BOJ chief Kuroda says 'no reason' to
withdraw stimulus now
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[March 24, 2017]
By William Mallard and Leika Kihara
TOKYO (Reuters) - Bank of Japan Governor
Haruhiko Kuroda said there is "no reason" to raise the bank's bond yield
targets now with inflation so far from its 2 percent target, offering
his strongest denial to date of the chance of withdrawing its massive
stimulus any time soon.
The former top Japanese currency diplomat also played down the risk that
President Donald Trump's administration will lean toward excessive
protectionism since the global community, including the United States,
benefits from free trade.
While Japan's economy was slowly recovering, it still lacked enough
momentum to quickly boost inflation to the BOJ's target, Kuroda said,
adding that risks to both the growth and price outlooks were skewed to
"There is no reason to reduce the level of monetary accommodation in
light of current economic and price developments," Kuroda told a Reuters
Newsmaker event on Friday.
"I don't think we need to raise our interest-rate targets now," he said.
"It's unclear whether inflation will hit our 2 percent target before my
term ends next April."
Japan's long-stagnant economy has shown signs of life in recent months,
with exports and factory output benefiting from a recovery in global
Core consumer prices are expected to rise in February at the fastest
pace in nearly two years, a Reuters poll showed, and many analysts
project inflation to approach 1 percent later this year.
That has led to a dramatic shift in market expectations, with a majority
of analysts polled by Reuters predicting the BOJ's next move would be to
scale back stimulus, possibly as early as the second half of this year.
Some analysts say the BOJ may be forced to raise its yield targets to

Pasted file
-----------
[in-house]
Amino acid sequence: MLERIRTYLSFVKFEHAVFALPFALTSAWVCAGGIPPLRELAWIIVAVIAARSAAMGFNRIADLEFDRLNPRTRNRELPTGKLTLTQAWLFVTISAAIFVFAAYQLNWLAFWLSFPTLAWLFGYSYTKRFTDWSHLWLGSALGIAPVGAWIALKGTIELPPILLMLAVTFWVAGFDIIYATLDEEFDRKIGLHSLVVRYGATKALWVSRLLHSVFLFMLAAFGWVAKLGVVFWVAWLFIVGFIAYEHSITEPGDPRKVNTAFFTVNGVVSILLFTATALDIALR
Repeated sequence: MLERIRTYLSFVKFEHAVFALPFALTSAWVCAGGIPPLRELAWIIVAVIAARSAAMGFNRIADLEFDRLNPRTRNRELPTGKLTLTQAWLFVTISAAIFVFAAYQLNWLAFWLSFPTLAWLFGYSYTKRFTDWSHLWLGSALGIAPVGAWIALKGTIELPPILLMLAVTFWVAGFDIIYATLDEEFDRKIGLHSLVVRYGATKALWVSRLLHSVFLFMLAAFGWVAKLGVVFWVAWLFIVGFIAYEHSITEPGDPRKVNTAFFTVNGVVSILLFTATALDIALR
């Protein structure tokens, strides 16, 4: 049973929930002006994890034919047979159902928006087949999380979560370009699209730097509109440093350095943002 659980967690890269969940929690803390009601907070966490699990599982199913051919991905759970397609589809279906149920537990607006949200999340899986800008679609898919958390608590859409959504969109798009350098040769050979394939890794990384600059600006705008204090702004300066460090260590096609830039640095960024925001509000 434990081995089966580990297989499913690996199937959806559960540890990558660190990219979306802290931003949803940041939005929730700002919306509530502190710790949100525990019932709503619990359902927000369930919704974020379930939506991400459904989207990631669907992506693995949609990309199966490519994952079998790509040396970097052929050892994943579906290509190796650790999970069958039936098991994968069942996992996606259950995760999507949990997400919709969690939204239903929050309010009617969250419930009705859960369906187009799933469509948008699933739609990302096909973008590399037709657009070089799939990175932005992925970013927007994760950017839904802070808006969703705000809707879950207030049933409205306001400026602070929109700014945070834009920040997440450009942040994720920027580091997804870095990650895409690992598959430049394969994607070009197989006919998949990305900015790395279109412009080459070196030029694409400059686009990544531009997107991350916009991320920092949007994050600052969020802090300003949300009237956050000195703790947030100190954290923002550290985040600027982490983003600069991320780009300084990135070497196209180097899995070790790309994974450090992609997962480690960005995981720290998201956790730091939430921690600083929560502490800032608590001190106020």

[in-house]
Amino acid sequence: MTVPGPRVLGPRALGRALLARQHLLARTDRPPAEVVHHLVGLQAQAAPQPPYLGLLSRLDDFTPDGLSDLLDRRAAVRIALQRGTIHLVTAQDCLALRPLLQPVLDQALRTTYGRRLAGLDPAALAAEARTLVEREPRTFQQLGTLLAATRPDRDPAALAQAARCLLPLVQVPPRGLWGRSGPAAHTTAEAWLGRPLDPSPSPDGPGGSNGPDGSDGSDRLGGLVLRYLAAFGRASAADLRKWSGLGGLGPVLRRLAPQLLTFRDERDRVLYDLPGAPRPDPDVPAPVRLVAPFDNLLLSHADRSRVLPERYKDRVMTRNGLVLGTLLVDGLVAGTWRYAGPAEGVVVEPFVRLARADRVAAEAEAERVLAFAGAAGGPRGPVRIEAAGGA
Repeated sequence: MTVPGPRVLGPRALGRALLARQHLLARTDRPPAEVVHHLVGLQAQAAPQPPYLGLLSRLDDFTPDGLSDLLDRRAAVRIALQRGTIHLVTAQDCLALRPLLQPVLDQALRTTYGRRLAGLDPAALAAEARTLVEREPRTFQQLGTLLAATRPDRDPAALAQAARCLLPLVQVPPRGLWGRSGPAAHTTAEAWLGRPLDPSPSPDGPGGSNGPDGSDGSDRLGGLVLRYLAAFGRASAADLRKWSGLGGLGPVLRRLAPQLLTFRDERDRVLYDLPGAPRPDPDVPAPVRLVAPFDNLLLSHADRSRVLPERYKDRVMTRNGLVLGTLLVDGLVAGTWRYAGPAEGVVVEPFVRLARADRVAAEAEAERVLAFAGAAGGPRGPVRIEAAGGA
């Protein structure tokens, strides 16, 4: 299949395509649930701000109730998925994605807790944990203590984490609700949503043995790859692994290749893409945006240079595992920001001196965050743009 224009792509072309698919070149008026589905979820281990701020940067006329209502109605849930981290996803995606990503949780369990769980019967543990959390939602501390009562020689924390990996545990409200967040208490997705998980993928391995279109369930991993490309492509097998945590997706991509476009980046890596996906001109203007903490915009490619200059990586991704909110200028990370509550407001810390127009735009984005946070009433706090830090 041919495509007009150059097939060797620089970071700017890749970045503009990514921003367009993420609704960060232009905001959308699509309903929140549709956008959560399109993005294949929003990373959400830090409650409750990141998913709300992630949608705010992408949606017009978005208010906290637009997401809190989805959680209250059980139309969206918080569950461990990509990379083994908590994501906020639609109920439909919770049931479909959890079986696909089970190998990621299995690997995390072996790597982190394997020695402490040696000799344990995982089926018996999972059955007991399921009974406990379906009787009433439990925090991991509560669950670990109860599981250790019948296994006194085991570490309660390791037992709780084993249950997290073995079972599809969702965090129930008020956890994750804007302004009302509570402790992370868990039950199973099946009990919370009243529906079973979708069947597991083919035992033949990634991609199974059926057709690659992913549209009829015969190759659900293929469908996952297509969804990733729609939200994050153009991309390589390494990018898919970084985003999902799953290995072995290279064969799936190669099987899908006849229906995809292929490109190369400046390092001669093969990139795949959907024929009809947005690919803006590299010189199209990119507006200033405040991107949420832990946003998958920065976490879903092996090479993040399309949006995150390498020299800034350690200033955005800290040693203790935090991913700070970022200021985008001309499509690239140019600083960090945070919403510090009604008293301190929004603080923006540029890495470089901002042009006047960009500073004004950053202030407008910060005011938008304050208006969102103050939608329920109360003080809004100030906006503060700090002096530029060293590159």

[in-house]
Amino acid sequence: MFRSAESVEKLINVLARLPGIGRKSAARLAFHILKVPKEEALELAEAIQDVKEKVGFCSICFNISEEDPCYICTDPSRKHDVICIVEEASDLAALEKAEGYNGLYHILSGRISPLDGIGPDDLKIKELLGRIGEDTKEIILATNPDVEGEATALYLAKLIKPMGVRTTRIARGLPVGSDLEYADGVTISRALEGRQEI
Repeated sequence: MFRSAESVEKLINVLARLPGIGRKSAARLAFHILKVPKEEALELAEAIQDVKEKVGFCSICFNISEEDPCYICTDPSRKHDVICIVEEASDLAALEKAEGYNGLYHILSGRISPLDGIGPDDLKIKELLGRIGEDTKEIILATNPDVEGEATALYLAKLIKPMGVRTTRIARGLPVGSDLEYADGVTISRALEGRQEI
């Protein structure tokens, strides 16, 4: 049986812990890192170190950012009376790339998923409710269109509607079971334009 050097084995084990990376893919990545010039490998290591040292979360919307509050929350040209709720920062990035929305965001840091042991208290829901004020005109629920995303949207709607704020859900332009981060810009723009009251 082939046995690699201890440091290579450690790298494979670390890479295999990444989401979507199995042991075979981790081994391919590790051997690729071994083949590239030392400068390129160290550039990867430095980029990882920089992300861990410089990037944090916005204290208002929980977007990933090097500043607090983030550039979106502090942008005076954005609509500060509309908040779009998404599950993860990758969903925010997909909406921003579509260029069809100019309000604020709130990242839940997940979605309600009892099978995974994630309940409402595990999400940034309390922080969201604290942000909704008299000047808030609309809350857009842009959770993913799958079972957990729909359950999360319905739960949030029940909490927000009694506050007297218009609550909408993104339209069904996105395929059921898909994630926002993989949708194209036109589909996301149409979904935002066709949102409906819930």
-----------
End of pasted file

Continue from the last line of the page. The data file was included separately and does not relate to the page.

avoid ramping up bond purchases if Japanese long-term interest rates
track global bond yield rises, which are being driven by expectations of
higher U.S. interest rates.
Kuroda said the BOJ may debate raising its interest-rate targets if
Japan's inflation accelerates sharply in the future.
But he said the central bank won't increase its bond yield targets just
because overseas long-term interest rates were rising, or in response to
rises in a single price indicator.
"When deciding on monetary policy, we must look at the underlying trend
of inflation ... We won't change monetary policy just because oil price
rises push up inflation," he said.
The BOJ also sees no immediate need to scale back the pace of purchases
of its exchange-traded funds (ETFs), Kuroda added, shrugging off
speculation it could reduce buying as Japanese stock prices were on a
"The comments confirmed our view that a hike in the BOJ's long-term rate
target is unrealistic for now," said Makoto Yamashita, chief bond
strategist at Deutsche Securities.
[to top of second column]
Bank of Japan (BOJ) Governor Haruhiko Kuroda speaks during a Reuters
Newsmaker event in Tokyo, Japan March 24, 2017. REUTERS/Toru Hanai
Under a policy framework aimed at controlling the yield curve, the
BOJ guides short-term interest rates at minus 0.1 percent and
10-year government bond yields around zero percent via aggressive
PROTECTIONISM RISK EXAGGERATED
Kuroda said the global economic recovery is gaining momentum with
U.S. business confidence improving sharply on hopes for
growth-boosting policies from Trump's administration.
"It's obvious the BOJ should maintain the current yield curve and
make the most of improvements in the global economy," Kuroda said,
stressing his resolve to maintain an ultra-easy bias even as the
U.S. Federal Reserve hikes interest rates.
Underscoring Kuroda's optimism, Japanese manufacturers' business
confidence hit a three-year high in March.
But a business survey suggested manufacturing activity expanded at a
slightly slower pace in March than in February, highlighting the
fragile nature of the recovery as fears of Trump's "America first"
streak cloud the outlook.
G20 finance leaders dropped a pledge to keep global trade free and
open at last week's gathering in Germany, acquiescing to an
increasingly protectionist United States.
Kuroda, who attended the G20 gathering, said it was hard to judge
Washington's stance on trade yet with no concrete policy steps taken
by Trump's administration.
"What I can say is that the media is portraying this as a U.S. shift
to protectionism the G20 was forced to accept," which was not the
case, Kuroda said.
"If you look at the contents of the G20 communique, it does not show
that we shifted to protectionism and away from free trade, or that
we accepted U.S. demands."
(Additional reporting by Stanley White; Editing by Chris Gallagher
and Kim Coghill)
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